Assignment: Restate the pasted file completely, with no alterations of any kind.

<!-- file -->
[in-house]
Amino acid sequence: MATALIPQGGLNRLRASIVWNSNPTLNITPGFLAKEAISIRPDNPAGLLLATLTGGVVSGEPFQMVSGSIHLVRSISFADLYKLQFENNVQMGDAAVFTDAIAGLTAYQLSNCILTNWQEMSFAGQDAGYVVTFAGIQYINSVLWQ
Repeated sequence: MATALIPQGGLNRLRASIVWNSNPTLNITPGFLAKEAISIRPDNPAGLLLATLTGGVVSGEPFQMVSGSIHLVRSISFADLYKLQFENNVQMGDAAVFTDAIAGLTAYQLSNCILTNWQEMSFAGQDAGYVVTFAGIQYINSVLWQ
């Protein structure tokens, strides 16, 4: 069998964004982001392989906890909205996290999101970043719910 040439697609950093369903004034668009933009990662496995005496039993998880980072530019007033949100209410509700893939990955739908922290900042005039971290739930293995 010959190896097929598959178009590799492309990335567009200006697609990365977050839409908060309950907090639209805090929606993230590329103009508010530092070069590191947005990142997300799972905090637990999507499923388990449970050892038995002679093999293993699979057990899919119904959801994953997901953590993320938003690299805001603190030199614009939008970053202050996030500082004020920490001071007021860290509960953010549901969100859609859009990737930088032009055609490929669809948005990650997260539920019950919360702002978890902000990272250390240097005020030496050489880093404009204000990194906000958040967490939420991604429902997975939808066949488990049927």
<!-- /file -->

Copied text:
[in-house]
Amino acid sequence: MATALIPQGGLNRLRASIVWNSNPTLNITPGFLAKEAISIRPDNPAGLLLATLTGGVVSGEPFQMVSGSIHLVRSISFADLYKLQFENNVQMGDAAVFTDAIAGLTAYQLSNCILTNWQEMSFAGQDAGYVVTFAGIQYINSVLWQ
Repeated sequence: MATALIPQGGLNRLRASIVWNSNPTLNITPGFLAKEAISIRPDNPAGLLLATLTGGVVSGEPFQMVSGSIHLVRSISFADLYKLQFENNVQMGDAAVFTDAIAGLTAYQLSNCILTNWQEMSFAGQDAGYVVTFAGIQYINSVLWQ
């Protein structure tokens, strides 16, 4: 069998964004982001392989906890909205996290999101970043719910 040439697609950093369903004034668009933009990662496995005496039993998880980072530019007033949100209410509700893939990955739908922290900042005039971290739930293995 010959190896097929598959178009590799492309990335567009200006697609990365977050839409908060309950907090639209805090929606993230590329103009508010530092070069590191947005990142997300799972905090637990999507499923388990449970050892038995002679093999293993699979057990899919119904959801994953997901953590993320938003690299805001603190030199614009939008970053202050996030500082004020920490001071007021860290509960953010549901969100859609859009990737930088032009055609490929669809948005990650997260539920019950919360702002978890902000990272250390240097005020030496050489880093404009204000990194906000958040967490939420991604429902997975939808066949488990049927």